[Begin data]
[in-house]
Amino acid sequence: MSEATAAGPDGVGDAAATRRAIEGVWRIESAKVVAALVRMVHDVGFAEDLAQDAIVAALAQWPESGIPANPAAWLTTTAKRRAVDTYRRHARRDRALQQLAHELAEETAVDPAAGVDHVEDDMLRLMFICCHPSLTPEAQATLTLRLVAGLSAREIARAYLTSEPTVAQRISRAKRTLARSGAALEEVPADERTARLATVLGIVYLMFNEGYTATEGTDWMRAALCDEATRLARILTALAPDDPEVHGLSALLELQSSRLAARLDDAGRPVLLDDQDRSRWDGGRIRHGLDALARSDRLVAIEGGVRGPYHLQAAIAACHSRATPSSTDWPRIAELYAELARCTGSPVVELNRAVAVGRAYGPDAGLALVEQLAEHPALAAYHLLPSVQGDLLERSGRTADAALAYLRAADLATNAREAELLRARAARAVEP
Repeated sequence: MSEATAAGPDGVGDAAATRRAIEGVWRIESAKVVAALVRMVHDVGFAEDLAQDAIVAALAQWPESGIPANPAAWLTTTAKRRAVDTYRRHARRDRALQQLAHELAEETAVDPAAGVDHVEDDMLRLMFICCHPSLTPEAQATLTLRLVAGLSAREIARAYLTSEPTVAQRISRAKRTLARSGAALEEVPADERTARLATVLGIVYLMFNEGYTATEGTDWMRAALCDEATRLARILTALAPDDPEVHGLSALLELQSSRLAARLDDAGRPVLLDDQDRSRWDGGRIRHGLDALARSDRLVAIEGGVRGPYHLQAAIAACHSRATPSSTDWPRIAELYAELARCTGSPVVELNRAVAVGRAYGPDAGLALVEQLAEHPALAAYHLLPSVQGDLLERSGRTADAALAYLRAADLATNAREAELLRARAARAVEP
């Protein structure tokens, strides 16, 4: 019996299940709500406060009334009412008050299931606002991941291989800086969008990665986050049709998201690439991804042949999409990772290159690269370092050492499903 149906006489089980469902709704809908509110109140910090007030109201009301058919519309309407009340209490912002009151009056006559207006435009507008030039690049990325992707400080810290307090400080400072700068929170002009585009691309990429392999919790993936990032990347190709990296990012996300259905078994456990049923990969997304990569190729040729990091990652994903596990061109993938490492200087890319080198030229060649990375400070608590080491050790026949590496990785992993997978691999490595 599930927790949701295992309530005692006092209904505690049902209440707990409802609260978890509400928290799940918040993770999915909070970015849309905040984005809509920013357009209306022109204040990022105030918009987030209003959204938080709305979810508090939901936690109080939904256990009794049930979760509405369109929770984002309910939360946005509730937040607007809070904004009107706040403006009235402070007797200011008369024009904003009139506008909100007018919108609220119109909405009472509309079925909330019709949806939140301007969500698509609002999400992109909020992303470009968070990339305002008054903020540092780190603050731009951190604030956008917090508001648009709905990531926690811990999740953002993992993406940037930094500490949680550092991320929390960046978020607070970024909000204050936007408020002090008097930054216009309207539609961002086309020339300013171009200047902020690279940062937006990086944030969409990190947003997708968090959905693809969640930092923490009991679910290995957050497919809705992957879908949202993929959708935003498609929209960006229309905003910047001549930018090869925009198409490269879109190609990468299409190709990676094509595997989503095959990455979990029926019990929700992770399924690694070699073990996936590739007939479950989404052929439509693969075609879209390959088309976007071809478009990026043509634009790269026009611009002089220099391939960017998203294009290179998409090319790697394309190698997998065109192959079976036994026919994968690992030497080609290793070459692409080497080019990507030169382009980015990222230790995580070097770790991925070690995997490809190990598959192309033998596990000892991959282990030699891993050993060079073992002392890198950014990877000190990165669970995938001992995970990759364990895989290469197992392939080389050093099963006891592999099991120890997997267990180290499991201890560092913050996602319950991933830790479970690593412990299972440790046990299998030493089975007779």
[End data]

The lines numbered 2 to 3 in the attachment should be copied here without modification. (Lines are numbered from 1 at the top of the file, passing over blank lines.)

Amino acid sequence: MSEATAAGPDGVGDAAATRRAIEGVWRIESAKVVAALVRMVHDVGFAEDLAQDAIVAALAQWPESGIPANPAAWLTTTAKRRAVDTYRRHARRDRALQQLAHELAEETAVDPAAGVDHVEDDMLRLMFICCHPSLTPEAQATLTLRLVAGLSAREIARAYLTSEPTVAQRISRAKRTLARSGAALEEVPADERTARLATVLGIVYLMFNEGYTATEGTDWMRAALCDEATRLARILTALAPDDPEVHGLSALLELQSSRLAARLDDAGRPVLLDDQDRSRWDGGRIRHGLDALARSDRLVAIEGGVRGPYHLQAAIAACHSRATPSSTDWPRIAELYAELARCTGSPVVELNRAVAVGRAYGPDAGLALVEQLAEHPALAAYHLLPSVQGDLLERSGRTADAALAYLRAADLATNAREAELLRARAARAVEP
Repeated sequence: MSEATAAGPDGVGDAAATRRAIEGVWRIESAKVVAALVRMVHDVGFAEDLAQDAIVAALAQWPESGIPANPAAWLTTTAKRRAVDTYRRHARRDRALQQLAHELAEETAVDPAAGVDHVEDDMLRLMFICCHPSLTPEAQATLTLRLVAGLSAREIARAYLTSEPTVAQRISRAKRTLARSGAALEEVPADERTARLATVLGIVYLMFNEGYTATEGTDWMRAALCDEATRLARILTALAPDDPEVHGLSALLELQSSRLAARLDDAGRPVLLDDQDRSRWDGGRIRHGLDALARSDRLVAIEGGVRGPYHLQAAIAACHSRATPSSTDWPRIAELYAELARCTGSPVVELNRAVAVGRAYGPDAGLALVEQLAEHPALAAYHLLPSVQGDLLERSGRTADAALAYLRAADLATNAREAELLRARAARAVEP